Parabolas from String Art (Part 8)

Recently, I announced that my paper Parabolic Properties from Pieces of String had been published in the magazine Math Horizons. The article had multiple aims; in chronological order of when I first started thinking about them:

  • Prove that string art from two line segments traces a parabola.
  • Prove that a quadratic polynomial satisfies the focus-directrix property of a parabola, which is the reverse of the usual logic when students learn conic sections.
  • Prove the reflective property of parabolas.
  • Accomplish all of the above without using calculus.

While I’m generally pleased with the final form of the article, the necessity of publication constraints somewhat abbreviated the original goal of this project: determining a pedagogically sound way of convincing a bright Algebra I student that string art unexpectedly produces a parabola. While all the necessary mathematics is in the article, I think the article is somewhat lacking on how to sell the idea to students. So, in this series of posts, I’d like to expand on the article with some pedagogical thoughts about connecting string art to parabolas.

We have shown in the last couple of posts that if the three points that generate the Our explorations of string art led us to consider an arbitrary string \overline{PQ} depicted below. For brevity, this string will be called “string s,” matching the (possibly non-integer) x-coordinate of its left endpoint P. Since P is s units to the right of A, the right endpoint Q must correspondingly be s units to the right of B. Therefore, the x-coordinate of Q is s + 8.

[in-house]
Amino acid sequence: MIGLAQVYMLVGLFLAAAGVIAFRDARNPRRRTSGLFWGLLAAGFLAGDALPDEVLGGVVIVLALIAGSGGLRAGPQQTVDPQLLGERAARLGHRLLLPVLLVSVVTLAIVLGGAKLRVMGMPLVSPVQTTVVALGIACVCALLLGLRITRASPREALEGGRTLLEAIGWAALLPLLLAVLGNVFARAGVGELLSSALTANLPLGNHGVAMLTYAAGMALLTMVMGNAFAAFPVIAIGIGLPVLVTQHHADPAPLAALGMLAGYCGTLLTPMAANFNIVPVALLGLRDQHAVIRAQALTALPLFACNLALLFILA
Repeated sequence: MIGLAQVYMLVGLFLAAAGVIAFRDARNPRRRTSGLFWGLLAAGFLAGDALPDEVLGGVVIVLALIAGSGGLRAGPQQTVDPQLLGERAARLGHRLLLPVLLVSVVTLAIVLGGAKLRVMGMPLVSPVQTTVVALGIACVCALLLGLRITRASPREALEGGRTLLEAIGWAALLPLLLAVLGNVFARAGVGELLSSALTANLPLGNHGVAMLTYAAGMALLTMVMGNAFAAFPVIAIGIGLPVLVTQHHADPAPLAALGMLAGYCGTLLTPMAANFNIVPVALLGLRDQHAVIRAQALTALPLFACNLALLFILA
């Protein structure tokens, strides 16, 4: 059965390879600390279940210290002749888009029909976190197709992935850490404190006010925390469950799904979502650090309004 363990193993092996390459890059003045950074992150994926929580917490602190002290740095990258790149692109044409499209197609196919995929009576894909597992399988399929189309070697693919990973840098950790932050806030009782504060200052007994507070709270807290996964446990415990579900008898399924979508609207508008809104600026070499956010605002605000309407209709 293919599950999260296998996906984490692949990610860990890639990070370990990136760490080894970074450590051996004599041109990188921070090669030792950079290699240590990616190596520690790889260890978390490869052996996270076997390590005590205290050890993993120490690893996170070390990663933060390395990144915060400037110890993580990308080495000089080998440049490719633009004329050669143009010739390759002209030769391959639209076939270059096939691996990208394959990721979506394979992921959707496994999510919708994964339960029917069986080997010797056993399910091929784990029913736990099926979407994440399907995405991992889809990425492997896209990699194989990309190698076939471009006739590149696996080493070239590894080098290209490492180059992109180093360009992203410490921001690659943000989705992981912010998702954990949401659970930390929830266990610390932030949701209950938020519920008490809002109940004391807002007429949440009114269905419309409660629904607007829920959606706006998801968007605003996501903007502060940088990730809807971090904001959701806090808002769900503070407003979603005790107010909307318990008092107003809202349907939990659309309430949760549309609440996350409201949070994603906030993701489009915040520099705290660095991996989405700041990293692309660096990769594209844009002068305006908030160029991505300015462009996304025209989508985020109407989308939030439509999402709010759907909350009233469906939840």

Previously, we established that the equation for string s is

y = -\displaystyle \frac{s^2}{4} + \frac{xs}{4} - x + 8.

Finding the curve traced by the strings is a two-step process:

  • For a fixed value of x, find the value of s that maximizes y.
  • Find this optimal value of y.

Previously, we showed using only algebra that the optimal value of s is s = \displaystyle \frac{x}{2}, corresponding to an optimal value of y of y = \displaystyle \frac{x^2}{16} - x + 8.

For a student who knows calculus, the optimal value of s can be found by instead solving the equation \displaystyle \frac{dy}{ds} = 0 (or, more accurately, \displaystyle \frac{\partial y}{\partial s} = 0):

\displaystyle \frac{dy}{ds} = -\frac{2s}{4} + \frac{x}{4}

0 = \displaystyle \frac{-2s+x}{4}

0 = -2s + x

2s = x

s = \displaystyle \frac{x}{2},

matching the result that we found by using only algebra.

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